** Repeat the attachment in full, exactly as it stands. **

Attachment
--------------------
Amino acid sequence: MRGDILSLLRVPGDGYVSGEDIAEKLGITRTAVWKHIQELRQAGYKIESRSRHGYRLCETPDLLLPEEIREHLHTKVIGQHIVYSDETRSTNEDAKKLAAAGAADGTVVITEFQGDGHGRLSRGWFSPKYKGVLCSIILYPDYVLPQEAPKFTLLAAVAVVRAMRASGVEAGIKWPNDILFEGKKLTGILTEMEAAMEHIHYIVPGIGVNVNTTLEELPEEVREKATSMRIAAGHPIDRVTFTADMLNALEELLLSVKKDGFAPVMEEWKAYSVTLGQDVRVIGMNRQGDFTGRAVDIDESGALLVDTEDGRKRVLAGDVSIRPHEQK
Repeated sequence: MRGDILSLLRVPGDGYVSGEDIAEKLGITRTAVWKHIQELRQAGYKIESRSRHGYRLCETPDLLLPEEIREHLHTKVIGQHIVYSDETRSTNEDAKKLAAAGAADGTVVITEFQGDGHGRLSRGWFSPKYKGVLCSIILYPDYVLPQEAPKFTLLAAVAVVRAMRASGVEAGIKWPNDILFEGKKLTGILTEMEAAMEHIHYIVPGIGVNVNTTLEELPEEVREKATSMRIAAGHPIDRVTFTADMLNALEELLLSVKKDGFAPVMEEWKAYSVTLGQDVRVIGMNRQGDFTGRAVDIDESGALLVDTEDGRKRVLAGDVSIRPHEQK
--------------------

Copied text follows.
Amino acid sequence: MRGDILSLLRVPGDGYVSGEDIAEKLGITRTAVWKHIQELRQAGYKIESRSRHGYRLCETPDLLLPEEIREHLHTKVIGQHIVYSDETRSTNEDAKKLAAAGAADGTVVITEFQGDGHGRLSRGWFSPKYKGVLCSIILYPDYVLPQEAPKFTLLAAVAVVRAMRASGVEAGIKWPNDILFEGKKLTGILTEMEAAMEHIHYIVPGIGVNVNTTLEELPEEVREKATSMRIAAGHPIDRVTFTADMLNALEELLLSVKKDGFAPVMEEWKAYSVTLGQDVRVIGMNRQGDFTGRAVDIDESGALLVDTEDGRKRVLAGDVSIRPHEQK
Repeated sequence: MRGDILSLLRVPGDGYVSGEDIAEKLGITRTAVWKHIQELRQAGYKIESRSRHGYRLCETPDLLLPEEIREHLHTKVIGQHIVYSDETRSTNEDAKKLAAAGAADGTVVITEFQGDGHGRLSRGWFSPKYKGVLCSIILYPDYVLPQEAPKFTLLAAVAVVRAMRASGVEAGIKWPNDILFEGKKLTGILTEMEAAMEHIHYIVPGIGVNVNTTLEELPEEVREKATSMRIAAGHPIDRVTFTADMLNALEELLLSVKKDGFAPVMEEWKAYSVTLGQDVRVIGMNRQGDFTGRAVDIDESGALLVDTEDGRKRVLAGDVSIRPHEQK